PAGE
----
Drop Off (10-30+ meters): Not the Drop Off! This site is a fun drift dive where you have a chance of seeing smaller fish hiding among the wall as well as bigger reef sharks, groupers, rays, and tuna out in the blue. If you’re lucky, you might even spot gray reef sharks and hammerheads.
Seraya (5 – 25 meters): A wonderful site for finding local macro life and other fish including nudibranchs, cuttlefish, crabs, sea horses, feather starfish, and sponges.
U.S.A.T. Liberty (5 – 30 meters): One of the most famous wreck sites in the world, the U.S.A.T. Liberty is an incredible site that divers of all abilities can enjoy. You can access the U.S. Liberty from the shoreline and it’s a great site for freedivers. You can see sea turtles, groupers, parrotfish, barracuda, leaf fish, and many others living among the wreck.
The best freediving schools in the Amed area
Fusion Freediving: Fusion has a relaxed, friendly atmosphere and includes transportation, lunch, and rental gear with every course. Most training is done in the bay with a confident and capable instructor. Kev, the owner, is welcoming and happy to socialize with students. When he’s not working as a technical scuba diver, he sometimes joins students for their course.
Ocean Prana: A peaceful freediving school with an emphasis on yoga and surf-specific training. Courses are supervised by a former record holder who has been freediving since 1997.
Apneista: The original freediving school in Amed, Apneista is a freediving school with yoga and meditation classes. They are known for being professional, experienced, and organized.
Apnea Bali: A favorite for students wanting to fine-tune their freediving abilities. Many train here to chase serious depth with coaches who can safely guide them. Apnea Bali is located in Tulamben, near the Liberty wreck.
The best scuba diving schools in the Amed area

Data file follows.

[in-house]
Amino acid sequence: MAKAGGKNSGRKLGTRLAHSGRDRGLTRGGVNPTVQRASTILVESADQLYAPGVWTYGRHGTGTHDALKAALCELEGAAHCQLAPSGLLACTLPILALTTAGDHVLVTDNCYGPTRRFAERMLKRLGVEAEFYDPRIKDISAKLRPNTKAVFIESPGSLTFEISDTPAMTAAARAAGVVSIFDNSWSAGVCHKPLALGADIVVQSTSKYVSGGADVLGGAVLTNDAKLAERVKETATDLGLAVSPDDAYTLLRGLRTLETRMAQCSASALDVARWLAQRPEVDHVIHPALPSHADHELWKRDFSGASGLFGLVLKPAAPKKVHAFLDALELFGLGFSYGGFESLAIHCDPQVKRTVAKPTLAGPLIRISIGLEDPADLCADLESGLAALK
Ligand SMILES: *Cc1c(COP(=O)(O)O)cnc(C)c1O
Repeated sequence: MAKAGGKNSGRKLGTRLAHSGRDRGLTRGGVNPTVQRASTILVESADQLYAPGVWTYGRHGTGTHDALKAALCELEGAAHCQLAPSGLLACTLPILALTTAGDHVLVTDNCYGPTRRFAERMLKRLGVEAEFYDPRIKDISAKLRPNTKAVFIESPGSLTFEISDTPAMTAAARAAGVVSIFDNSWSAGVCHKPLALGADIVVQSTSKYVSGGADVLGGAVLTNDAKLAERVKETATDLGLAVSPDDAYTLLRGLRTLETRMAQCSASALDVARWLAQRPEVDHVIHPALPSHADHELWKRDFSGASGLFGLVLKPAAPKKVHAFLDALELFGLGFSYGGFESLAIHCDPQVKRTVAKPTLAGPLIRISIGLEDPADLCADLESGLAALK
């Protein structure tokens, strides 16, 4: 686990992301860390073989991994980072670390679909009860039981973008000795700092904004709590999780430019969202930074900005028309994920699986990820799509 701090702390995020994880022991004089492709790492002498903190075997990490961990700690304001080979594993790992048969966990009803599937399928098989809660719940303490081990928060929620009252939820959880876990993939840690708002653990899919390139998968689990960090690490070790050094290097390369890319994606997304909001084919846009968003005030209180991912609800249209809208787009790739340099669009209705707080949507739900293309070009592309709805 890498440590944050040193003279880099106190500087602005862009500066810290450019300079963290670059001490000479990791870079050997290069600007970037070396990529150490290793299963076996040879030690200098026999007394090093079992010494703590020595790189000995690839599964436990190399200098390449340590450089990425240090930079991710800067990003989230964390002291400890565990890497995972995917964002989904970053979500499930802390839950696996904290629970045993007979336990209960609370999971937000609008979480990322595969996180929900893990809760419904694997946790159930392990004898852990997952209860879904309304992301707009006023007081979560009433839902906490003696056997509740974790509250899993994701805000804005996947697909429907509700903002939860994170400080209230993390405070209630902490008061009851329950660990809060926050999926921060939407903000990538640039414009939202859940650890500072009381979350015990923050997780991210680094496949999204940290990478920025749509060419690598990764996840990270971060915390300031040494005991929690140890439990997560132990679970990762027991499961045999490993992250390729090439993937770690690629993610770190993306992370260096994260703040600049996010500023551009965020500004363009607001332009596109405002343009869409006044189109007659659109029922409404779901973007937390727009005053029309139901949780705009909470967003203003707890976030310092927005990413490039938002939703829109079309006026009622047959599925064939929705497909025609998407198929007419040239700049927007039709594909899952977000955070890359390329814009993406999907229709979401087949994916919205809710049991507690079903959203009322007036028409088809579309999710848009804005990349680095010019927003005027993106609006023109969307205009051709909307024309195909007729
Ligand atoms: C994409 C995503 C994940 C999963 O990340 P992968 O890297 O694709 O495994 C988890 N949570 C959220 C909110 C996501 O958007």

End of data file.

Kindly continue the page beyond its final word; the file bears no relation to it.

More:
There is no shortage of dive schools in Amed. Every few meters, you’re sure to see a shop offering rental gear, courses, and tours. Here are our top picks.
Adventure Divers Bali: A large family-friendly dive school that truly pays attention to detail. A great place for nervous learners or experienced divers wanting a dive tour operator that’s efficient, safe, and reliable.
Baruna Dive Bali: Smaller French dive school where you have a chance of getting a low diver-to-guide ratio. Equipment is well maintained and has a reputation for staffing friendly dive guides.
Euro Dive Bali: A mid-sized PADI Five-Star dive center with instructors that speak English, French, and German.
No Fear Diving/Bila: Do you have underwater anxiety? It’s a surprisingly common condition for many divers — even those who are very experienced. No Fear Diving offers a specialty PADI course created specifically for those apprehensive about getting in the water. You must have your open water to complete the No Fear Diving course.
Bali Dive Trek: A center perfect for beginner divers as well as those wanting to get more advanced certifications. The staff is known for being accommodating and professional. Bali Dive Trek also has a heavy emphasis on safety.
Amed Jepun Divers: Personalized, small group dives great for those wanting to perfect their skills with new equipment and a professional staff. They take their slogan of, “come as a stranger, leave as a friend!” very seriously.
Ecodive Bali: One of the biggest dive centers with a relaxed atmosphere on Jemeluk Beach. Great for divers of all abilities and is a Padi Five Star IDC Center. They’ve been around since 1997 and have served over 20,000 divers.
Where to stay in Amed
Best budget to mid-range
Bubu Racok Homestay ($-$$): A comfortable homestay staffed by a friendly family located in the middle of town. Rooms come with wifi, air-conditioning, and a few rooms also have a balcony. A true Balinese experience.
Kelapa Cottages ($-$$): Located off of the main road, Kelapa Cottages offers multiple types of open and relaxed rooms surrounding a tranquil pool. Between dive sessions, pop into Aura Spa for a traditional Balinese massage.
Bali Dream House ($$): Standalone villas just one minute from the beach and a great value for money. You’ll love staying among tropical gardens and can even spend your time venturing between the sea and the property’s pool.
Bali Marina Villas ($$): Family-run stand alone villas just minutes away from the beach. Rooms are spacious and the pool is alluring. This is a great option for couples looking to have a romantic stay somewhere near Amed’s center.
The BBQ Guest House ($$): If spacious, privacy, and comfort is what you’re after, you’ll find it at the BBQ Guest House. The beachfront family room sleeps four and comes with two twin beds and a king-sized bed. Swing in the hammock or throw your sarong out on the beach, just steps away from the door. A great option for group travelers or families.